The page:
On a winter’s day there is nothing quite as satisfying as the smell of a bread based dessert coming from the oven. I remember as a child coming home from school to find that my mum had baked a bread pudding, fresh out of the oven, covered in glistening brown sugar, to be eaten later as dessert with custard and a cup of tea. I am not sure of the origins of bread pudding, but I imagine it was a wartime creation for using up leftover stale bread.
Before we continue, let’s discuss the difference between ‘bread pudding’ and ‘bread and butter pudding’. Bread pudding seems to be a British creation – it is dense and soft, full of currants, but not cakey, more like a soggy Christmas pudding, usually divided into small squares and sprinkled with sugar. You can’t eat lots of it in one go – it is pure stodge – but lovely comforting stodge at that. It is made by mashing stale bread with milk and dried fruit, and adding copious amounts of spice.
Bread and Butter pudding on the other hand is soft and custardy. It is made by arranging slices of buttered bread in a dish, pouring custard over the top and baking in the oven. The bread is usually cut into triangles so that the pointy bits above the custard go crunchy and maybe slightly burnt to contrast with the soft rich texture of the middle. I don’t have a picture of my own pud to show you, so here is a glossy foodie pic of one (I’ll replace it with a pic of mine, next time I make it):
Stop press – I finally remembered to take a pic of my bread and butter pudding – here it is:
Okay so lets make some puddings.
BREAD PUDDING RECIPE (use half quantities for a smaller pudding)
500g of (preferably stale) bread – wholemeal works best – cut the crusts off, but if you are short of the 500g you can throw a few crusts back in
500g sultanas (you can use mixed dried fruit, but sultanas are juiciest and they don’t have pips)
85g mixed peel
2 tablespoons mixed spice
Half a tablespoon ground cinnamon
2 eggs beaten
100g light brown sugar (plus a few tablespoons for sprinkling)
100g butter – melted
Optional extras: replace some of the fruit with – lemon zest, orange zest, glace cherries (wash the sticky coating off with very hot water), dates, walnuts, pecans etc.
1. Heat the oven to 170 deg C. Line a 20cm square cake tin with non-stick baking parchment. If using half the quantities above, line a standard loaf tin instead.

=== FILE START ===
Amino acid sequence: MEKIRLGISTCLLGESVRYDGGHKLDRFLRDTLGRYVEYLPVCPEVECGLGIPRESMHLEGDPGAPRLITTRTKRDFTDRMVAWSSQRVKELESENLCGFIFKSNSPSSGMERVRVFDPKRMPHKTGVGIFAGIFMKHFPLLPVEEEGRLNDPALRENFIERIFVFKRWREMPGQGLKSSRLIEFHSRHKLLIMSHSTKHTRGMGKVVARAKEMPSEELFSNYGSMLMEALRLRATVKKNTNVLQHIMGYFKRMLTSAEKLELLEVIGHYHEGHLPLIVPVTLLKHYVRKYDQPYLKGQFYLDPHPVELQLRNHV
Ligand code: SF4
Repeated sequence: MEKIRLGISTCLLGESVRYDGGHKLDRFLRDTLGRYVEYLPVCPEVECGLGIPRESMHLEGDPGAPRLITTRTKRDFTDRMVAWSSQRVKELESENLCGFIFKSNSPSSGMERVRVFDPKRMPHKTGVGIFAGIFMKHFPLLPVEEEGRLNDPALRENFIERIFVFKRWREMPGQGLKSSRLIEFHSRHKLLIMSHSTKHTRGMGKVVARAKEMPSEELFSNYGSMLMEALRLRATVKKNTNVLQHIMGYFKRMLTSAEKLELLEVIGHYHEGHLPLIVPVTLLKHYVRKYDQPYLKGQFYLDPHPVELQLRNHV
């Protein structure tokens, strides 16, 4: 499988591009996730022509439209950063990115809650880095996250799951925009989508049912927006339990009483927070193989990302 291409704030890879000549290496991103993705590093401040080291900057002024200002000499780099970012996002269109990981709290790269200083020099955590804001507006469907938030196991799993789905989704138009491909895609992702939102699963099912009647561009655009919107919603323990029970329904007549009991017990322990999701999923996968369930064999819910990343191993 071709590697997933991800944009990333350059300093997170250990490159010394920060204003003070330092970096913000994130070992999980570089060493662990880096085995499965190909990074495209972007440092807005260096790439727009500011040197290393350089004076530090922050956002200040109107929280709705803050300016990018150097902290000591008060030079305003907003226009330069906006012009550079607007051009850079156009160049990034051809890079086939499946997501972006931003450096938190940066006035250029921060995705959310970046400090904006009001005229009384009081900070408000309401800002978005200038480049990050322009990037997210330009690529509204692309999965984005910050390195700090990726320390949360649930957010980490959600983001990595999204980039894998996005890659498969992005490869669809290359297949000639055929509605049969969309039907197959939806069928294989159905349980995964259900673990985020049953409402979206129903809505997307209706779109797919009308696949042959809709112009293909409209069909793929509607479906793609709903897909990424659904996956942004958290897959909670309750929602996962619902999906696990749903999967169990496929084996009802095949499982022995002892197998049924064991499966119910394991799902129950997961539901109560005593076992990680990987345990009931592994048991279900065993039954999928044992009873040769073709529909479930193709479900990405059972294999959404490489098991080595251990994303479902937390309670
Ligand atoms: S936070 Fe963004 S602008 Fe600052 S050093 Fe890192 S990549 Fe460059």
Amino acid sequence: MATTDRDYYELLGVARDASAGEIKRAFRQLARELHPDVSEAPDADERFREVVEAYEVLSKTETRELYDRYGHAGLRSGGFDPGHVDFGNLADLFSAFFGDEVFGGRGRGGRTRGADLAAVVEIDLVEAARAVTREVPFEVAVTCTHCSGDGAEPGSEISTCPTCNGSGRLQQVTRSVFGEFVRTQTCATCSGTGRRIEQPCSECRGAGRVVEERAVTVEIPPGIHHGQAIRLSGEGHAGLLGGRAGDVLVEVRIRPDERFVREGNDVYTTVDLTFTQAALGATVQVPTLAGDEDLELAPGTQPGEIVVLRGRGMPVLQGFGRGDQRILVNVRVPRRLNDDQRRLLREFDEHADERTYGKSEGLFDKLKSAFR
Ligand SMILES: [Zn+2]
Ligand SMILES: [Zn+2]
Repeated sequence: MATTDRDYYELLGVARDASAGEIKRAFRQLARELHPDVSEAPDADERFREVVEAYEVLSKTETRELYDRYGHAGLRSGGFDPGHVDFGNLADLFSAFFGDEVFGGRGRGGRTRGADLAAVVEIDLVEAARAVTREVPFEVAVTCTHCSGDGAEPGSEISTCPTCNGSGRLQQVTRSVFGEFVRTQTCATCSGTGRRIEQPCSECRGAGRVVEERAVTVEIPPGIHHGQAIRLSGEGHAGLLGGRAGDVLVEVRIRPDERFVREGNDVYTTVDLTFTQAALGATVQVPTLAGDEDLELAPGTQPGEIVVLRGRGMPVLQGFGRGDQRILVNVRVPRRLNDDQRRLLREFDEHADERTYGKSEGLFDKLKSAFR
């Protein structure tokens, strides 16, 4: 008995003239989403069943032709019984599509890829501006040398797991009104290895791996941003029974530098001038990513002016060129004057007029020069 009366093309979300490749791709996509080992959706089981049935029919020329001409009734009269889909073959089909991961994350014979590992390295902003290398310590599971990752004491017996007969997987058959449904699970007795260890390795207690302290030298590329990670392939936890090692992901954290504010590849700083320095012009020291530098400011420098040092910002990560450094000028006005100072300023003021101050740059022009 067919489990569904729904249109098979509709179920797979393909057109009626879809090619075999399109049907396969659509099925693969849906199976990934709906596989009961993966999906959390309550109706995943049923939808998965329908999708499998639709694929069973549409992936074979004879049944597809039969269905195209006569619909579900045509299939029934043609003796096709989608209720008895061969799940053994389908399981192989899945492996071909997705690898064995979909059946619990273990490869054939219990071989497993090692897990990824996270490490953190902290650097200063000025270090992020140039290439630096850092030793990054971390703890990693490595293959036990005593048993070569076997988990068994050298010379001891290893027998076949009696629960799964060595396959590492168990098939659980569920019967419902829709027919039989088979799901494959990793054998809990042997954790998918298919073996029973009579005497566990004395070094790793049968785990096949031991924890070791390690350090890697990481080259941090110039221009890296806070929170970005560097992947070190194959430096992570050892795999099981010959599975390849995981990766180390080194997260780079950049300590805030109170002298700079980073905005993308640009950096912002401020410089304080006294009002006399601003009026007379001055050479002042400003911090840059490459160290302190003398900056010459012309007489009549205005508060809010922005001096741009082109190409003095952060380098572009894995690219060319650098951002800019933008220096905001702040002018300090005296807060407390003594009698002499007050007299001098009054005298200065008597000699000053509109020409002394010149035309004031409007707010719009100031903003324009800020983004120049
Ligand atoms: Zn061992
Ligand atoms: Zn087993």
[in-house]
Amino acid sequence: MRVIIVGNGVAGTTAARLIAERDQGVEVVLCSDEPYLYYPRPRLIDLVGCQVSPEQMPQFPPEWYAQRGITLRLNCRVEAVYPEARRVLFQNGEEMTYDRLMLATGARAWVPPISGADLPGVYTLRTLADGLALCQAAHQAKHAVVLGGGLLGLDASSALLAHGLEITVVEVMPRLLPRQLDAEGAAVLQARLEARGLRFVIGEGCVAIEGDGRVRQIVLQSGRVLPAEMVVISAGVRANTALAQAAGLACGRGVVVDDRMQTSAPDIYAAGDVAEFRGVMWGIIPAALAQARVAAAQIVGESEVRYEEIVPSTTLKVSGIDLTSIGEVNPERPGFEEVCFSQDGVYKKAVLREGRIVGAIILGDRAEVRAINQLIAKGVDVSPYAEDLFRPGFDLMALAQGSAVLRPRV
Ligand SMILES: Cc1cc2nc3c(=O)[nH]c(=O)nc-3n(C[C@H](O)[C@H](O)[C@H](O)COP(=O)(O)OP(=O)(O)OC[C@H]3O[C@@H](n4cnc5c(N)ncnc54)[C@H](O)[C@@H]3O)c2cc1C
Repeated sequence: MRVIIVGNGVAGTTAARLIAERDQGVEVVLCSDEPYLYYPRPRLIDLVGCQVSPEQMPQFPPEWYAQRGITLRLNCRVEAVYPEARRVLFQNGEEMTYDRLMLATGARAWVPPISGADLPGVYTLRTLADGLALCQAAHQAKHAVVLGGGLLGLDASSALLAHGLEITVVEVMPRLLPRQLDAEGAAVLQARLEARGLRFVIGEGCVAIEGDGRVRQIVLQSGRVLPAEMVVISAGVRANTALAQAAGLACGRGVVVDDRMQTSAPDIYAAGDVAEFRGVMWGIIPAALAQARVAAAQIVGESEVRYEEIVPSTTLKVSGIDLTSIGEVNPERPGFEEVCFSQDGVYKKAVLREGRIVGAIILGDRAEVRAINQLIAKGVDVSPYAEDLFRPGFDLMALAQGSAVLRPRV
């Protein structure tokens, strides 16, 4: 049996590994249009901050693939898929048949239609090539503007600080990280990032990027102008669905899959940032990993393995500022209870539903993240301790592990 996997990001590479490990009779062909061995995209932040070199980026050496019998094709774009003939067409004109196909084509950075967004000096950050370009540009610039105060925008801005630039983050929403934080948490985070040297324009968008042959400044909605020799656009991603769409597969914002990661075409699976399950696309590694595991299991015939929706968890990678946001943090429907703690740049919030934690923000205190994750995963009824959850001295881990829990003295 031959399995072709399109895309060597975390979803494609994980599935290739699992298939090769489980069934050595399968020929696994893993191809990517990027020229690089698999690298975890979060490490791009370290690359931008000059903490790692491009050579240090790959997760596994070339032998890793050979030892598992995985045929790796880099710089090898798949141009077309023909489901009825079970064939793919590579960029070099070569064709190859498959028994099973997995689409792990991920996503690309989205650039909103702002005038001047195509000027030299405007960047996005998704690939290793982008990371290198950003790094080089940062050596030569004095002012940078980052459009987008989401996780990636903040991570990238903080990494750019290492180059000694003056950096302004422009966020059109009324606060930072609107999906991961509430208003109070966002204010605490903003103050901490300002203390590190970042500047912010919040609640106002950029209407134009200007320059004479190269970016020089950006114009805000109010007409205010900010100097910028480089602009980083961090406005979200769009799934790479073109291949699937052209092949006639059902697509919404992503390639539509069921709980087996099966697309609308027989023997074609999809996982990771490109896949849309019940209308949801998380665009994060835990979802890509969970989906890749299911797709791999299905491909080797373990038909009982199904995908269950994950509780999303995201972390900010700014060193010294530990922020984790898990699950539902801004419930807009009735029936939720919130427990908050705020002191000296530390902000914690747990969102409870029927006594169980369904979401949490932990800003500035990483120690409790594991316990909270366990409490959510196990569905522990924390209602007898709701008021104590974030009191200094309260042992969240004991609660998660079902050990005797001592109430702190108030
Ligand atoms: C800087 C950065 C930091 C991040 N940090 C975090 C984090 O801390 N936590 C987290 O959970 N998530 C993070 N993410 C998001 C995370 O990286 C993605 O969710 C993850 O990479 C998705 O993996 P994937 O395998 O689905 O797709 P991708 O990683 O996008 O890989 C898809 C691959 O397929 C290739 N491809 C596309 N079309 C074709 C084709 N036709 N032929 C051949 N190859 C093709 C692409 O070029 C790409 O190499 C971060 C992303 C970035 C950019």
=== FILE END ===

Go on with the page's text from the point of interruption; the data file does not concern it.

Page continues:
2. Tear the bread up into small pieces in a mixing bowl, add the fruit, spice, cinnamon and peel (plus any optional extras if you are using them). Pour in the milk and mix with a wooden spoon, mashing and mixing as you go so that the bread breaks down.
3. Add the eggs and sugar and stir. Stir in the melted butter. Leave to stand if necessary to allow the bread to soak up all of the ingredients.
4. Mix again and pour into the prepared tin. The large tin will take an hour and a half and the small tin will take just over an hour. If it is browning too quickly you can cover it with foil for a while.
5. Just before the end of cooking, sprinkle the pudding with sugar. When it is done a skewer will come out cleanly, but the middle will still be soft and moist. Serve warm from the oven with custard or cream or just a cuppa.
BREAD AND BUTTER PUDDING RECIPE
12 slices of bread with crusts removed
50g soft unsalted butter
8 egg yolks (save the whites for a pavlova)
150g caster sugar (plus extra to sprinkle on top)
4 drops of vanilla essence
300ml double cream
50g sultanas (as with the bread pudding, you can use raisins and currants if you like)
Ground nutmeg (up to a tablespoon depending on how much you like nutmeg)
1. Grease a pudding basin (approx 1.7 litres) with butter.
2. Butter the bread and cut it in half diagonally so that you get triangles.
3. Arrange the bread in the dish in layers, sprinkling with sultanas between layers and finishing with a final layer of bread. Arrange it so that some of the corners of the bread stick upwards – they will go crispy and create a nice contrast to the soft pudding.
4. Now make the custard. Whisk the egg yolks with the caster sugar. Place the milk and cream in a pan with the vanilla and heat gently until simmering. Pour the milk/cream onto the egg and sugar mixture and keep stirring (get a helper to stir while you pour).
5. Pour the custard over the bread and leave to soak while you heat up the oven to 180 deg C.
6. Fill a roasting tray halfway with warm water and place the pudding dish in the water (this is known as a ‘bain marie’). Sprinkle nutmeg on top. Cook for 20-30 minutes. It should be a soft wobbly custard, not firmly set. Sprinkle with sugar 5 minutes before the end of cooking so that it caramelizes on top.
This is a very rich custard using 8 egg yolks and half cream, you can make a healthier version using fewer eggs and all milk, but if you are presenting this at a dinner party, I would recommend making the indulgent version. There are a variety of custard recipes available on the web, find the one that you like best.
To save time, you can use raisin bread and fewer (or no) sultanas. You can also add nuts, mixed peel, dates, dried apricots and glace cherries if you like them.
Other variations include spreading the bread slices with apricot jam or Nutella. You can also drizzle chocolate sauce over the servings. The options are endless.